The selling spree in corn continued today after the U.S. Department of Agriculture released their Grain Stocks report. The December Corn contract, traded on the Chicago Board of Trade, was down 12.4 cents per bushel to $4.41 1/2 or 2.75% for the day, capping off a quarter where the contract was down roughly 13%. This is the lowest level that corn has settled in over two years or September 2010 to be exact.

With larger than expected inventories of corn reported today (824 million bushels reported versus a USDA expectation of 661 million), I would expect that we will continue to see some pricing pressure on corn, which will likely flow through to other AG's like Soybeans (the November contract was down 2.8% today settling at 12.82 ¾). Looking back to earlier this month (September 12th), the USDA reported that they expected this to be a record year the U.S. corn crop, and while the late summer hot, dry spell likely negatively impacted the soybean crop, it would still be a very large harvest.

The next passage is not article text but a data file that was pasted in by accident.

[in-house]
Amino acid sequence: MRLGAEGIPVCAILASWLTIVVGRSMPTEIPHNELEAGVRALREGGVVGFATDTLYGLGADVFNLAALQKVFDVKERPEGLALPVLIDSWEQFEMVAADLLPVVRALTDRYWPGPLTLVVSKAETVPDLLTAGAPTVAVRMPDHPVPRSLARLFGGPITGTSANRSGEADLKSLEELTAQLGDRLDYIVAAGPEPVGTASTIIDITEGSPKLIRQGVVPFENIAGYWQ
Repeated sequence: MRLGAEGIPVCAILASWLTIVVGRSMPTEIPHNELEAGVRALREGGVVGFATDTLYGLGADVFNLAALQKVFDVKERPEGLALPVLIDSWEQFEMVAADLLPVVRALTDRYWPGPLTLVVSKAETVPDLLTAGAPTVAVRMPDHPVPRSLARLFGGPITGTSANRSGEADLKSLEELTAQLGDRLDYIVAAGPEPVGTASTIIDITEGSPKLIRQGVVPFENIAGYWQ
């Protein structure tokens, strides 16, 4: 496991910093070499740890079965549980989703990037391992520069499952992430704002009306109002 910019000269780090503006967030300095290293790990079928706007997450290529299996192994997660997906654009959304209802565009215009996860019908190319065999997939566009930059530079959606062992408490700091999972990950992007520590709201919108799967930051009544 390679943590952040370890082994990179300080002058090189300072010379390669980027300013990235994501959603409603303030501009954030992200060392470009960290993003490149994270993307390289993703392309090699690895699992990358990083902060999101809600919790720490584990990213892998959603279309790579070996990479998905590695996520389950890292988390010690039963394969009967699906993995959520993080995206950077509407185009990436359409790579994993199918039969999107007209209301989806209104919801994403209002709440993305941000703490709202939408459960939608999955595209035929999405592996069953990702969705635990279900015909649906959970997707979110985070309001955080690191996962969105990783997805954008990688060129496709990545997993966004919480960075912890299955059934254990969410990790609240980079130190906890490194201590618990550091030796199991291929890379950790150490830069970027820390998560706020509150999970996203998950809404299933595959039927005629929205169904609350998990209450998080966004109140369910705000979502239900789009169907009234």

Other markets experienced similar levels of volatility today as well. Both December contracts in Gold and Silver traded lower by more than .50% on the COMEX today, closing at 1327 and 21.708, respectively. A continuation of their wild swings experienced since the Fed announcement nearly two weeks ago.

Similarly, the equity index markets suffered heavily under the uncertainty around the budget conversations on Capitol Hill. During the course of the day the December S&P future traded as low as 1669.40, ending the day at 1674.30 down .71%. With the budget discussion seemingly at a standstill, and a government shutdown imminent, it is likely that the S&P's continue to find themselves under selling pressure until we achieve some level of clarity in Washington DC.

With that said, I continue to watch this 1670 level in the S&P as "my line in the sand", as a break below this level could have us quickly trading back to that 1650 level seen earlier in the month. Additionally, let's not forget that tomorrow is the start of our October trade, which historically experiences higher levels of volatility than other months. Keeping that in mind, remain fluid with the market and always have an exit plan surrounding your trade (both to the upside and downside).

Travis McGhee


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At the time of publication, Travis McGhee held positions in SPY, SLV.